India’s market for home based care has until recently been quite small, but it is growing. More and more middle class Indians are able to afford automated peritoneal dialysis machines, which filter a patient’s blood during their sleep. Foreign medical device companies such as Fresenius and Baxter sell this kind of home care equipment in India, usually at substantial discounts to patients. These companies also offer rental options and graduated payment plans to finance the initial cost of home care equipment.

In spite of the recent growth in home care, all but 10 percent of dialysis in India still takes place in public hospitals and clinics. Hospitals in large Indian cities purchase more than 90 percent of all hemodialysis machines. This purchasing takes place at the central level, as opposed to a hospital by hospital basis.


Indian healthcare providers such as Apollo and Fortis Healthcare are increasing their number of dialysis centers and expanding their range of dialysis services. In 2011, for example, Fortis announced plans to establish 50 standalone dialysis centers by 2014. The new chain of centers shall feature state-of-the-art technology, from specialized chairs to advanced water testing. Unclean water has forced dialysis centers across India to suspend treatment in the past. Additionally, the Fortis centers will hold educational sessions to help CKD patients better manage their conditions.

There are few local manufacturers in India with the ability to make sophisticated dialysis equipment. In 2012, most advanced dialysis machines were imports. Medical equipment like catheters, needles, blood tubing and dialysis treatment chairs are often made by local manufacturers, however. These companies are starting to expand their product lines into dialyzers and even hemodialysis machines. Nevertheless, it will likely take years for locally produced equipment to reach the performance and quality standards of imported medical devices.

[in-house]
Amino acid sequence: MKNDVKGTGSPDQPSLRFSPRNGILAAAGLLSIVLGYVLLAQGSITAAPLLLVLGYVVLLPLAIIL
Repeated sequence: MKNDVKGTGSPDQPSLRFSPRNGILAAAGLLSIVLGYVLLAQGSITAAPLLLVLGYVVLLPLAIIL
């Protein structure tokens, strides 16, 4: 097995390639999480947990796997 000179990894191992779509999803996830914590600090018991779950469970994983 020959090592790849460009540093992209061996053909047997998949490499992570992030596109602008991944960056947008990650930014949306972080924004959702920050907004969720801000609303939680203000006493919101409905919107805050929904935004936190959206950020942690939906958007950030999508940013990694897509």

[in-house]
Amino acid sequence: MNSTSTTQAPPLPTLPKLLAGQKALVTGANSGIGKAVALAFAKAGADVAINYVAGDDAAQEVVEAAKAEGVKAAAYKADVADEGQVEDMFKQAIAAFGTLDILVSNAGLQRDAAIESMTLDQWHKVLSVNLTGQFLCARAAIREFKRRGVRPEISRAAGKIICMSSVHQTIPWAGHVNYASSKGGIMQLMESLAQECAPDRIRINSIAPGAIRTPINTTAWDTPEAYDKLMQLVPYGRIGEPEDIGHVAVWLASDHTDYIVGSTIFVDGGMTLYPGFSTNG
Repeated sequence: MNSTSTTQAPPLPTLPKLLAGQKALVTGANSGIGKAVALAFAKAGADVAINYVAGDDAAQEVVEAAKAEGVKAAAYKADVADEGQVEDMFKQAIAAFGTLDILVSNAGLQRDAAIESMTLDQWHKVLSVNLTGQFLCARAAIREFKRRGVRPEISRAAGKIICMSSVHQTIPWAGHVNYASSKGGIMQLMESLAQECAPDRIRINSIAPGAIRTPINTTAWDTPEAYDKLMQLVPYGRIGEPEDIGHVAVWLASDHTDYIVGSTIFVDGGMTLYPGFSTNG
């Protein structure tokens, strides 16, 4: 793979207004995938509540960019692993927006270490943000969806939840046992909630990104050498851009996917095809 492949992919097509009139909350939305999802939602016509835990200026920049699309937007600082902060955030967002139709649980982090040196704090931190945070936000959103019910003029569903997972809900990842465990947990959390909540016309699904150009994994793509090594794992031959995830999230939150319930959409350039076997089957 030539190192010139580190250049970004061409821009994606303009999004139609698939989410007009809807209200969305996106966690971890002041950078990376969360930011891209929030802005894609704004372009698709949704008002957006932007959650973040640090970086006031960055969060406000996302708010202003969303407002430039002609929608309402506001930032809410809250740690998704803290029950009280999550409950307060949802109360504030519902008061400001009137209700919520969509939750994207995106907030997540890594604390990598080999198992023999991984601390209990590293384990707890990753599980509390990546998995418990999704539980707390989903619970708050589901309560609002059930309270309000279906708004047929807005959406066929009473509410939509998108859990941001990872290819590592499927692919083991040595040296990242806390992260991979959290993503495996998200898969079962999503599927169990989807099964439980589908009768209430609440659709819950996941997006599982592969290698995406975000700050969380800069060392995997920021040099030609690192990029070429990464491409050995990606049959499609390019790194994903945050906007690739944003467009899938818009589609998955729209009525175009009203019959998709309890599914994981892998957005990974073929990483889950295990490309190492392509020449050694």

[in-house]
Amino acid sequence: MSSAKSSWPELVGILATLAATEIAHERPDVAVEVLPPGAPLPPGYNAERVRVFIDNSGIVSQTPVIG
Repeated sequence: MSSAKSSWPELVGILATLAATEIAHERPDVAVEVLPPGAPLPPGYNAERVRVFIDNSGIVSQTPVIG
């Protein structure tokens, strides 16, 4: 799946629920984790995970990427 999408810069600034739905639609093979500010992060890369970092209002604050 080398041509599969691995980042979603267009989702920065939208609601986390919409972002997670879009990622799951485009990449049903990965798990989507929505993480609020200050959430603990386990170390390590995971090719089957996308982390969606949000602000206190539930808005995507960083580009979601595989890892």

The rapid rise of CKD has meant many opportunities for foreign dialysis equipment manufacturers doing business in India. Fresenius, for example, has seen its dialysis equipment sales in India increase by 30 percent per year since 2006. The German firm controls one third of the dialysis market in India, followed by Baxter. Smaller foreign medical device companies, like Nipro Diagnostics, are experiencing double digit growth in their Indian medical equipment sales, as well.

Perhaps the biggest challenge for foreign medical device companies is the low per capita income of most patients, coupled with low government reimbursement rates. Additionally, the already small budgets of many public hospitals are subject to sudden changes in funding by the central government. In May 2013, for example, local plans for a public dialysis center in the southern city of Madurai had to be scrapped after the central government withdrew its funding.


India’s CKD problems have reached epidemic proportions, and it is likely that disease rates will continue to go up in the future. Those foreign medical device companies that understand India’s dialysis market should be able to take advantage of numerous sales opportunities. For example, companies that can bring down the average price of advanced dialysis equipment will be at an even greater advantage when they sell their products to public dialysis centers and private Indian patients.